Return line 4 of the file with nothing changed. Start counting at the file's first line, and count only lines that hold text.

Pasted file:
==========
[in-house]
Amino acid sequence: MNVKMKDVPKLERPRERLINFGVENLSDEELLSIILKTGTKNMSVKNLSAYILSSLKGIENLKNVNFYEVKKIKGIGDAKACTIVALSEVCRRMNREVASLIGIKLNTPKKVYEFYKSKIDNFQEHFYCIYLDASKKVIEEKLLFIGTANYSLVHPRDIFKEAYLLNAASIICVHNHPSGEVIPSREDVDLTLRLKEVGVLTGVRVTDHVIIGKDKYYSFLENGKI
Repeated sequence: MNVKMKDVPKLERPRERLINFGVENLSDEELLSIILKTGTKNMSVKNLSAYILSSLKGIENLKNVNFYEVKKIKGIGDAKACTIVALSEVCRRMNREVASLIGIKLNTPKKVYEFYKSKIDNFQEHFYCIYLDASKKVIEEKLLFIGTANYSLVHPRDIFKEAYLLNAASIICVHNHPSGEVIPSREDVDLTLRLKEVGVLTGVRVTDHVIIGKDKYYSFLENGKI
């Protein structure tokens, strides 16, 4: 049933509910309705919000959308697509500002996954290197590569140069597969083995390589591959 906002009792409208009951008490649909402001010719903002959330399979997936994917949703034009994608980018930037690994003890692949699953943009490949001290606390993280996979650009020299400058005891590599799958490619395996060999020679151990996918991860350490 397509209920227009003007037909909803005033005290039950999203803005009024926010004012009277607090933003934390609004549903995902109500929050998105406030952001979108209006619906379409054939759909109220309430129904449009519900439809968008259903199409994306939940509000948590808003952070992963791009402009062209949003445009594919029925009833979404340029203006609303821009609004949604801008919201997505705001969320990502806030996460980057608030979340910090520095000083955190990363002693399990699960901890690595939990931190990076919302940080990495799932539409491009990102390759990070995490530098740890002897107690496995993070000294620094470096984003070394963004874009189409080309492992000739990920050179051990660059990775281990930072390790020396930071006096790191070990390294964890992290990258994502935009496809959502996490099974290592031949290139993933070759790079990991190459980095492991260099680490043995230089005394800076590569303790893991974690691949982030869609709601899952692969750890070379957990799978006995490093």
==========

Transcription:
């Protein structure tokens, strides 16, 4: 049933509910309705919000959308697509500002996954290197590569140069597969083995390589591959 906002009792409208009951008490649909402001010719903002959330399979997936994917949703034009994608980018930037690994003890692949699953943009490949001290606390993280996979650009020299400058005891590599799958490619395996060999020679151990996918991860350490 397509209920227009003007037909909803005033005290039950999203803005009024926010004012009277607090933003934390609004549903995902109500929050998105406030952001979108209006619906379409054939759909109220309430129904449009519900439809968008259903199409994306939940509000948590808003952070992963791009402009062209949003445009594919029925009833979404340029203006609303821009609004949604801008919201997505705001969320990502806030996460980057608030979340910090520095000083955190990363002693399990699960901890690595939990931190990076919302940080990495799932539409491009990102390759990070995490530098740890002897107690496995993070000294620094470096984003070394963004874009189409080309492992000739990920050179051990660059990775281990930072390790020396930071006096790191070990390294964890992290990258994502935009496809959502996490099974290592031949290139993933070759790079990991190459980095492991260099680490043995230089005394800076590569303790893991974690691949982030869609709601899952692969750890070379957990799978006995490093």